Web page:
What an interesting bunch, right? Most are attorneys. All are lobbyists.
“What is the magic of the MDX,” asked Commissioner Mayor Sir Xavier Suarez, who nominated Perez, who works at Akerman Senterfitt as public policy advisor in the law firm’s Miami and Tallahassee offices. “She has more than 14 years experience in governmental and external affairs at the state legislative and municipal levels of government, and in the corporate communications industry,” according to press materials from the firm.
“Everybody wants to be on it,” Suarez said.
Well, not everybody.
The problem here is that there aren’t any normal people — and I mean engineers, city planners, people who love transportation and infrastructure — on the list because they don’t call and get other people to call on their behalf to get this gig. Why? Because traffic engineers and architects want to get some of the millions — billions over the years, probably — that the MDX board helps steer in construction contracts.
And these are the people who want to steer them. Powerbrokers.
And wannabe powerbrokers like Jebby Bush, who was nominated by Chairwoman Rebeca Sosa. His star has not climbed as high as his brother’s and he may be looking for something to put him out there. I mean, he’ll be left in the dust by George, who everyone expects to run for office first after that celebrity-like MAVPAC tour last election season. Meanwhile, Jebby’s SUNPAC has not shone as bright.
Anyway, in what looks and sounds like an Abbott and Costello routine, everyone nominated the same people, more or less.
Commissioner Dennis Moss rescinded Maloof’s nomination and nominated Gonzalez “in his place” — pretty much being transparent.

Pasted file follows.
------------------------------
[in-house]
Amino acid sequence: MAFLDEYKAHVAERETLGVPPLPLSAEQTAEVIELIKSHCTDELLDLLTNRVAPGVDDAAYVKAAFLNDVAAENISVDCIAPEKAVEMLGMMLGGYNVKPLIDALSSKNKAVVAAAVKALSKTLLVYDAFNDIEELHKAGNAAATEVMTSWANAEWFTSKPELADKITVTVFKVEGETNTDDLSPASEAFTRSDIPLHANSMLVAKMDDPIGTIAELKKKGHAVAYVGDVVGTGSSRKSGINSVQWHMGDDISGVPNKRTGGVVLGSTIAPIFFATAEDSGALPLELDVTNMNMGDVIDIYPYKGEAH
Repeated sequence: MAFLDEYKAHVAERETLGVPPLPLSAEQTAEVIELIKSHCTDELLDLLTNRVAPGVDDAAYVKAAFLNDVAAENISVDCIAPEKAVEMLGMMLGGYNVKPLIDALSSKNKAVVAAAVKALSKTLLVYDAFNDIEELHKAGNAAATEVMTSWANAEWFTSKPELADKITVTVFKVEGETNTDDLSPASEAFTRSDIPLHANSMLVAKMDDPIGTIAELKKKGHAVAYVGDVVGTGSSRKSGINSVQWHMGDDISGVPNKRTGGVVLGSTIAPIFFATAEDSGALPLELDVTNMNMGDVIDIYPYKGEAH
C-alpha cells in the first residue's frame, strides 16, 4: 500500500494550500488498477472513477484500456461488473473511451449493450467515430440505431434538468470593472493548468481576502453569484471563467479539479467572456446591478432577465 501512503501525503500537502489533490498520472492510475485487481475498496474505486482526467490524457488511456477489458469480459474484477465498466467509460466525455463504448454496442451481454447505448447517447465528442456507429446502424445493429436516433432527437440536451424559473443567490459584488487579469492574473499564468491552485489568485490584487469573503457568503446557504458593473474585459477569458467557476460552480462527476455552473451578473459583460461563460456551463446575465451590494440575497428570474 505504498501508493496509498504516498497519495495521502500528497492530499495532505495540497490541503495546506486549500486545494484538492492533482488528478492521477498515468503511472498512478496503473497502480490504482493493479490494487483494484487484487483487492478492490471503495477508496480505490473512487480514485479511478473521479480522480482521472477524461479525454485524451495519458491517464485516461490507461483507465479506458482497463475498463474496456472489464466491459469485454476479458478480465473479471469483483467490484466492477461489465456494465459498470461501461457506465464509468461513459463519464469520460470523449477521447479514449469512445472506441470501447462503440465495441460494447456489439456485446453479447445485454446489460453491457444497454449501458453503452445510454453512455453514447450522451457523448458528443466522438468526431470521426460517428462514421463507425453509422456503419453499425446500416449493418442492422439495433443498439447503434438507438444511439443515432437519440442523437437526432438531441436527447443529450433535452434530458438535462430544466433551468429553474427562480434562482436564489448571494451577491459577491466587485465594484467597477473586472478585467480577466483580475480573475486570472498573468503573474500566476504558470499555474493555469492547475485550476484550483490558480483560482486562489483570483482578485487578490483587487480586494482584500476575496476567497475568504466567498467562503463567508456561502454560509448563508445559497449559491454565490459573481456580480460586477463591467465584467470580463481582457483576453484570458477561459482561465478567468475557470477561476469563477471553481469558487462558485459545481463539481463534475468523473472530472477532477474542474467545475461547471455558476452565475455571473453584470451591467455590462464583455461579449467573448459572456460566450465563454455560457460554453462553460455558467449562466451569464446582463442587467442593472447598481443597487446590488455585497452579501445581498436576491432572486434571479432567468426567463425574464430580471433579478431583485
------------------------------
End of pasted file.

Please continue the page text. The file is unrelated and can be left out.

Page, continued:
Suarez told Ladra he will likely support Ferre. But neither Commissioners Barbara Jordan, Dennis Moss nor Jean Monestime renominated the former mayor. All of them renominated Gutierrez and Holland. Monestime, who did not renominate Maloof, was the one who nominated Cazeau, an Aventura government affairs attorney. Commissioner Audrey Edmonson did nominate Ferre as well as the others while Commissioner Sally Heyman only nominated Ferre.
Commissioner Javier Souto didn’t go with any incumbent, nominating Gonzalez, Perez and Bush. Vice Chairwoman Lynda Bell is also pitching fresh meat — albeit the same ol’ fresh meat: Perez and Rodriguez-Piña (oh, he has three votes, not two) as well as Gutierrez. Everyone seems to like her. She got the most nominations. They should give statues out, too.
Commissioner Juan Zapata nominated two incumbents: Ferre and Gutierrez (which he may have given a nod to so he doesn’t get the cold shoulder at home). He had also nominated former State Rep. and one-time South Miami Mayor Julio Robaina, his business partner, but then withdrew it. Maybe because it’s his business partner?
Ah, it’s a rookie snafu. Tried to reach Zap Tuesday to no avail. His voice mail has been full pretty much since Election Day.
But it is pretty obvious that round and round it goes… where it stops nobody knows. It is no coincidence that the same names come up over and over and over again because they are the ones who lobby hardest for the unpaid job.